Rubin SJ, Sayre KS, Kovatch KJ, Ali SA, and Hanks JE. Segmental mandibular reconstruction in patients with poor lower extremity perfusion, vessel-depleted necks and/or profound medical frailty. Curr Opin Otolaryngol Head Neck Surg 2021; 29(5):407-418.
Current opinion in otolaryngology & head and neck surgery
PURPOSE OF REVIEW: Options for segmental mandibular reconstruction in patients poorly suited to undergo fibula free flap (FFF).
RECENT FINDINGS: Although FFF is the current 'gold standard' for segmental mandibular reconstruction, other reconstructive options must be considered when FFF is contraindicated or disfavoured and/or patient frailty precludes a lengthy anaesthetic. In addition to various nonvascularized and soft tissue only reconstructions, excellent osseous free flap alternatives for functional segmental mandibular reconstruction may be employed. The subscapular system free flaps (SSSFF) may be ideal in frail and/or elderly patients, as SSSFF allows for early mobility and does not alter gait. In extensive and/or symphyseal defects, functional mandibular reconstruction in lieu of a free flap is extremely limited. Pedicled segmental mandibular reconstructions remain reasonable options, but limited contemporary literature highlights unpredictable bone graft perfusion and poor long-term functional outcomes.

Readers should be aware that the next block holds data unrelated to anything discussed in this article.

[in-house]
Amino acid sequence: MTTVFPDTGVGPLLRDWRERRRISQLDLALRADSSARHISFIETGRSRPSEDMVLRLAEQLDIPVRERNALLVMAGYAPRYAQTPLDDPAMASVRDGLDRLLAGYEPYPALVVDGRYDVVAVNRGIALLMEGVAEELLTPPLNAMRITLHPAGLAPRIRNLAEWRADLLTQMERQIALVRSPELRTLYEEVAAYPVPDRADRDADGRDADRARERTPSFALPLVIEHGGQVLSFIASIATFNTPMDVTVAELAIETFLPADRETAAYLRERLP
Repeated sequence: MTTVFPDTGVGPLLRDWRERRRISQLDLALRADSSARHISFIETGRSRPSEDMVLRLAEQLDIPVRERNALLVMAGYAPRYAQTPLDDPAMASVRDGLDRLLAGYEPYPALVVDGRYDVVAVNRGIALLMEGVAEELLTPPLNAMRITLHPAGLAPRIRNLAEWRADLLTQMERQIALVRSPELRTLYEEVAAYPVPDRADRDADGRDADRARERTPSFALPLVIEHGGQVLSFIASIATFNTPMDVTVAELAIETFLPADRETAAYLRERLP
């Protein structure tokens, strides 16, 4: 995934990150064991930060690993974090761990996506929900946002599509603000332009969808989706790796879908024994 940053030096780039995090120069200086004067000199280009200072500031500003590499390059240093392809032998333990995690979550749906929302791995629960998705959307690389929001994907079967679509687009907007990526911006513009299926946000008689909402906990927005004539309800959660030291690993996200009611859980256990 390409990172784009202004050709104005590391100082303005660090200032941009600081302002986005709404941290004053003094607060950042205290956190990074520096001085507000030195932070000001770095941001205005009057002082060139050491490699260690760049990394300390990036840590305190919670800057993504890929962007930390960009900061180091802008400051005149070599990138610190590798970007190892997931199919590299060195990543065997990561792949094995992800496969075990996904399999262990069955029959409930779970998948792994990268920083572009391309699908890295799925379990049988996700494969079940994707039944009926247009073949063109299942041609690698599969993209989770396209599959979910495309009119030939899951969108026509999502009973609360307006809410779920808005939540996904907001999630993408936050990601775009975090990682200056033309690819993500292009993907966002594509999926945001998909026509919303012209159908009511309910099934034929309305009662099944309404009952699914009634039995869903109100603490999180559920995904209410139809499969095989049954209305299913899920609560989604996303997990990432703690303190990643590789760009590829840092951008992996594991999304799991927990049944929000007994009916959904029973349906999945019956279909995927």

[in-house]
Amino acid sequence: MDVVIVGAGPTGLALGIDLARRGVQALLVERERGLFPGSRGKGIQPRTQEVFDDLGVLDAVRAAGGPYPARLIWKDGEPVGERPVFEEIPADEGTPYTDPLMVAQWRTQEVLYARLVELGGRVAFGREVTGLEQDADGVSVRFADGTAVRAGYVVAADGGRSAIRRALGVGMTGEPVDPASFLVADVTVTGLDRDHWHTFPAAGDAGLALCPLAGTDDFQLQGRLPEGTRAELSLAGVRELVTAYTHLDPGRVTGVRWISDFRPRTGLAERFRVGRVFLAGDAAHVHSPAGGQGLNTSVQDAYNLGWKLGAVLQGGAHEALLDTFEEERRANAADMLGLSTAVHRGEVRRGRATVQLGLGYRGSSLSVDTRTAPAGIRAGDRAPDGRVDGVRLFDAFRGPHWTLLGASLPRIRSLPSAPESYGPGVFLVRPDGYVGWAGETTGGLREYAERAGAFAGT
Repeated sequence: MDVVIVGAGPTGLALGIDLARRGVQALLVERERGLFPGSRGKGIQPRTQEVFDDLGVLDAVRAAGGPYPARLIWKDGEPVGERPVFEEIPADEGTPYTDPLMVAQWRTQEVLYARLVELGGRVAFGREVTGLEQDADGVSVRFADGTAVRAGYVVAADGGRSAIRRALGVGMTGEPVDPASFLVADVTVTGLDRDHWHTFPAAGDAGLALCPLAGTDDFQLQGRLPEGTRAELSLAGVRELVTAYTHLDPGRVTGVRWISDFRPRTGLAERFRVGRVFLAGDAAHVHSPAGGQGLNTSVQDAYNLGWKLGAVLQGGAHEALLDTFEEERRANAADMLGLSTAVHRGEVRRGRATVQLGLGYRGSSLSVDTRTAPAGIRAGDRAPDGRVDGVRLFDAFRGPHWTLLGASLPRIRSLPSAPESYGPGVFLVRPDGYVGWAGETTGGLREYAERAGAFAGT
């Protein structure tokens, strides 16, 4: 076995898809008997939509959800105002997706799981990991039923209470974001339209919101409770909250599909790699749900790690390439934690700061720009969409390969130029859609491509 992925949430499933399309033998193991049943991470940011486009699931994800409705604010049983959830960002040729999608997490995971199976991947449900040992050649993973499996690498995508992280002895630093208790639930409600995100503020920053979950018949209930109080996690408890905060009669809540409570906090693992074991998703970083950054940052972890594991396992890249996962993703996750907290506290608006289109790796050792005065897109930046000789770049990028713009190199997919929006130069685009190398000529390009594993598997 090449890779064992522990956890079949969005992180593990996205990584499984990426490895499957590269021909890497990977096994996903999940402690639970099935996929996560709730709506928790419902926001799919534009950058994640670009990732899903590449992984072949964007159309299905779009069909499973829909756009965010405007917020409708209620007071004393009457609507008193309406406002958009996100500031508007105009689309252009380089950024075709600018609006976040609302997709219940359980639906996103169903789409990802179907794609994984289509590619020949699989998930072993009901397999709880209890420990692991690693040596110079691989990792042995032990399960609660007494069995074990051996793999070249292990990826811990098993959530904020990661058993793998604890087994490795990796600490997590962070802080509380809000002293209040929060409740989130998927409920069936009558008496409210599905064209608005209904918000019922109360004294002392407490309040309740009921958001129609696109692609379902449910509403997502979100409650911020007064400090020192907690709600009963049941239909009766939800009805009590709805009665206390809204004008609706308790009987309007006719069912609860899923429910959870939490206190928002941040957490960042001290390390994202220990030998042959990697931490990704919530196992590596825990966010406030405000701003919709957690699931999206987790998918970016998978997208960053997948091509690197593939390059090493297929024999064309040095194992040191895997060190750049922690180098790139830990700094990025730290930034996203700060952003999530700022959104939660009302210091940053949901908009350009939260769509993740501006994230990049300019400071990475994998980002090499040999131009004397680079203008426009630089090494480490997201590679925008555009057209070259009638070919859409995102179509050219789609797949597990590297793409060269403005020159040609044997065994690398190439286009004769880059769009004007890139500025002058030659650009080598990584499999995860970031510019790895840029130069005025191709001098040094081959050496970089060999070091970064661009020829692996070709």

SUMMARY: There are several excellent free flap alternatives to FFF in segmental mandibular reconstruction, assuming adequate cervical recipient vessels are present. On the basis of the current literature, the optimal mandibular reconstruction for the medically frail, elderly and/or patients with extreme vessel-depleted necks is limited and debatable. In qualifying (i.e. limited, lateral) defects, soft tissue only reconstructions should be strongly considered when osseous free flaps are unavailable.
Medical Subject Headings
Aged; Bone Transplantation; Frailty; Free Tissue Flaps; Humans; Lower Extremity; Mandible; Mandibular Neoplasms; Mandibular Reconstruction; Perfusion; Reconstructive Surgical Procedures; Retrospective Studies